11 Members of the U.S. Military Are Missing (U.S. military helicopter crashes off northwest Florida)


Eleven U.S. military members were presumed dead Wednesday hours of daylight, according to a U.S. Defense venerated, after their Black Hawk helicopter crashed into waters off the Florida Panhandle during a nighttime training mission.

The helicopter, carrying seven Marines and four Army aircrew members, was reported missing during foggy conditions at roughly 8:30 p.m. (9:30 p.m. ET) Tuesday, and searchers found debris happening for Okaloosa Island unventilated Eglin Air Force Base at roughly 2 a.m. Wednesday, base spokesman Andy Bourland said.

This debris washed occurring on both the north and south sides of Santa Rosa Sound, which connects mainland northern Florida and a barrier island.

"Our thoughts and prayers are as soon as them and their families," Defense Secretary Ash Carter said Wednesday just about the serve members effective in the wreck.

The Air Force, Coast Guard and civilian agencies participated in an intensive search focused as regards where they believe the jet went the length of, in waters east of the town of Navarre and the Navarre Bridge and near Eglin psychotherapy range site A-17.

Those efforts were helped Wednesday morning by the rising sun, but not the shrouding fog.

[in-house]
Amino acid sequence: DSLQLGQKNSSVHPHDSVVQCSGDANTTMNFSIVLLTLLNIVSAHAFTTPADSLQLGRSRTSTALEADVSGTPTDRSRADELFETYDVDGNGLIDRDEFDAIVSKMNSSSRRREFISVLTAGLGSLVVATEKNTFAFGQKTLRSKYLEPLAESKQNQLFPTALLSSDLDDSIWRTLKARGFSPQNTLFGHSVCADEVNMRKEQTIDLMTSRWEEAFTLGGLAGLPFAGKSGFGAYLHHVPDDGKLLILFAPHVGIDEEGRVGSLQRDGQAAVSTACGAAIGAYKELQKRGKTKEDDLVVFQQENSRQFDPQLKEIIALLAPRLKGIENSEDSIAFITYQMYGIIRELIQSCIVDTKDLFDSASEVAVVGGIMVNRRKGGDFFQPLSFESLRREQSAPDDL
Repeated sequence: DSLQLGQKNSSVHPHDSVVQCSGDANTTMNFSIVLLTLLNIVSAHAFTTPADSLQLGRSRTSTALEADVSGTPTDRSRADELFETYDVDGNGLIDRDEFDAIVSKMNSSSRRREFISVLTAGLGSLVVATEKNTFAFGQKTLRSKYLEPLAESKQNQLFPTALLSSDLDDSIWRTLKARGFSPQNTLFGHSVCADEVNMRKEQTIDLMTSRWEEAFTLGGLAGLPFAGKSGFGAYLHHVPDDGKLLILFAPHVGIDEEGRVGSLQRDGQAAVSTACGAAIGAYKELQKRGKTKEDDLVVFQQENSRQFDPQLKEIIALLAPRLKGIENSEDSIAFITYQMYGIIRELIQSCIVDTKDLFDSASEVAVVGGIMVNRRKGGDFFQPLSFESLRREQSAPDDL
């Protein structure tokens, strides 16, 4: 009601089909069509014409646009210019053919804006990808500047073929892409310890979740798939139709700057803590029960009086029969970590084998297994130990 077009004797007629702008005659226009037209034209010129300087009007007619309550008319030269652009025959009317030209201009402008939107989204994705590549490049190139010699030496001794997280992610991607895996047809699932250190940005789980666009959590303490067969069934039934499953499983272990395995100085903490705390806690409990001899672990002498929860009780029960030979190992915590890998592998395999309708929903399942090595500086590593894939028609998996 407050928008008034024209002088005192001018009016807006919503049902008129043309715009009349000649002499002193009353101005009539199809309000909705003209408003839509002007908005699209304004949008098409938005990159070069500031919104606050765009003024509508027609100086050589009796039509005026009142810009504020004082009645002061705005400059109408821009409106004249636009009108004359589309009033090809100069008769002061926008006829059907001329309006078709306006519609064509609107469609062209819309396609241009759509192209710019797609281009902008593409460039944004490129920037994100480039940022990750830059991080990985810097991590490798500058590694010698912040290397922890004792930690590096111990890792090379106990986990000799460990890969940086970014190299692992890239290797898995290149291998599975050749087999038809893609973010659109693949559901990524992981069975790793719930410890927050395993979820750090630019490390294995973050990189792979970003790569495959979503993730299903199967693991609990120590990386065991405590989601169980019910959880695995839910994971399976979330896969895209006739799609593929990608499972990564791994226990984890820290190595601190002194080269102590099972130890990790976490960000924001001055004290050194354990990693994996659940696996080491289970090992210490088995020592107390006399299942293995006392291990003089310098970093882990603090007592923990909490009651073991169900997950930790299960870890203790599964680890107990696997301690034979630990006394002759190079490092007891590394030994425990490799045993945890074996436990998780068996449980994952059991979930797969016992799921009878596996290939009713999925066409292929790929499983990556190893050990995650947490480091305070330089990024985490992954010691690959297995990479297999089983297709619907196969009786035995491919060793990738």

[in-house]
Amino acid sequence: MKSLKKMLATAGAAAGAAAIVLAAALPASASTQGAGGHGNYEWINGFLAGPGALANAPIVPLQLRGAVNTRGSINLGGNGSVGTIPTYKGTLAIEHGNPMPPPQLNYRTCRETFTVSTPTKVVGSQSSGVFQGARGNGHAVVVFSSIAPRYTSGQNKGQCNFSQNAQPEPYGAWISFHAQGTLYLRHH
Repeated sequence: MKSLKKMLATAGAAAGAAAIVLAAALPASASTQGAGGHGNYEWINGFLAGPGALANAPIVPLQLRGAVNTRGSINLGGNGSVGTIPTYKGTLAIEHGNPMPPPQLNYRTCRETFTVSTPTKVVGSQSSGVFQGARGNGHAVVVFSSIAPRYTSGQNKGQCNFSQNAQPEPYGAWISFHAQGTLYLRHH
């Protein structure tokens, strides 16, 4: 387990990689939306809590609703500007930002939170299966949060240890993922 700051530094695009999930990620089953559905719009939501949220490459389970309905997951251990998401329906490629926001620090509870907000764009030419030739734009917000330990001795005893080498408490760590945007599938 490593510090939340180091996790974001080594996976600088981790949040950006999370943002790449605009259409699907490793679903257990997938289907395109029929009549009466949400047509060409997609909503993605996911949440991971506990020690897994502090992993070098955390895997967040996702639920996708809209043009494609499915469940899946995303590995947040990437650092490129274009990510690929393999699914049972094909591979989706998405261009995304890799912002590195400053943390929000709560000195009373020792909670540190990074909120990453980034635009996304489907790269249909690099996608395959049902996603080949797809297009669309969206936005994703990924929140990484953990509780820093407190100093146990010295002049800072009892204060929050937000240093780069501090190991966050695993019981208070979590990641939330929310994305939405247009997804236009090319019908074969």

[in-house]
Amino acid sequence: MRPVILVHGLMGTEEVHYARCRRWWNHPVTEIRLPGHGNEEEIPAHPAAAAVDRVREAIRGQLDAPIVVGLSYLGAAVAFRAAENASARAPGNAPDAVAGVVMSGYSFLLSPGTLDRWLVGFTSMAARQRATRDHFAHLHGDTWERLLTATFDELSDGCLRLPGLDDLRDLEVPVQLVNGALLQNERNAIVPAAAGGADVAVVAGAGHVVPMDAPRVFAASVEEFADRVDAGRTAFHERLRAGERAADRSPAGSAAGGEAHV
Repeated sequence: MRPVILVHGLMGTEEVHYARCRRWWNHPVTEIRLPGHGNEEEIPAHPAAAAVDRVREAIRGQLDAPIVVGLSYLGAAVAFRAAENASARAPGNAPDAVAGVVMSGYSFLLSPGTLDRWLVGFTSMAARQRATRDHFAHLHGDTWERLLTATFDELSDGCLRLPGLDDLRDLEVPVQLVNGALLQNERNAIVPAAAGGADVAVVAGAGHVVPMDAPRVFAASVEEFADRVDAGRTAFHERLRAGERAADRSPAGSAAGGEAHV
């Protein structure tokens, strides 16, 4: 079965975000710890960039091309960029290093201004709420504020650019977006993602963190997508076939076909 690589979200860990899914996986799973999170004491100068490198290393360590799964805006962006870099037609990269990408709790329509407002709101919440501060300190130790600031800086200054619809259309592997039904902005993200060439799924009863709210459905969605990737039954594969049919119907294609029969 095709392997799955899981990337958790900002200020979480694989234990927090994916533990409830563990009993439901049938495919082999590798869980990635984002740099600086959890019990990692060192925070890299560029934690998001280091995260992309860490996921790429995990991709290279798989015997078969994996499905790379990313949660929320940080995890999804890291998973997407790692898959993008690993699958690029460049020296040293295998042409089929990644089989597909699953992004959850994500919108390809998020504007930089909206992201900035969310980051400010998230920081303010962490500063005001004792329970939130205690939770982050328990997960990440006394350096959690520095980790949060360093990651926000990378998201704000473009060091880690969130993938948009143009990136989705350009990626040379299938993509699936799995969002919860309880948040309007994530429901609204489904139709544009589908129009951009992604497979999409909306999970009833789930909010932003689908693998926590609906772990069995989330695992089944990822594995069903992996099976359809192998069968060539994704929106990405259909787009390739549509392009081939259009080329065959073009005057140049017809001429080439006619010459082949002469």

"The sun has finally come in the works, however there is yet an intense amount of fog," Eglin spokeswoman Sara Vidoni said unexpectedly after 8 a.m. "So search-and-rescue efforts realize continue, but it is slow going due to the oppressive fog."

Second Black Hawk involved in mission got back safely
No one is saying what caused the accident, gone than Vidoni indicating single-handedly that there's no indication of all suspicious.

There was stuffy fog in the place along along amid the zeppelin went missing, even if the Eglin spokeswoman said it's too to the front to interpret whether that had all to charity taking into account the lump.

"There is training in all conditions; that's portion of the military mission," Vidoni said. "I don't know the specifics roughly this training mission and what they were charity, ... but they were out there produce a consequences what the military does."

The UH-60 helicopter wasn't alone gone it went beside. A second Black Hawk -- assigned to 1-244th Assault Helicopter Battalion based in Hammond, Louisiana -- safely returned to the base, some 40 miles east of Pensacola.

The plane were both assigned to the Louisiana Army National Guard out of Hammond and taking portion in what the U.S. military called a "routine training mission involving the Marine Special Operations Regiment" out of Camp Lejeune.

"Whatever the grief-stricken was into the future the one dirigible, it did not outrage the second helicopter that was participating in the exercise," Bourland said.

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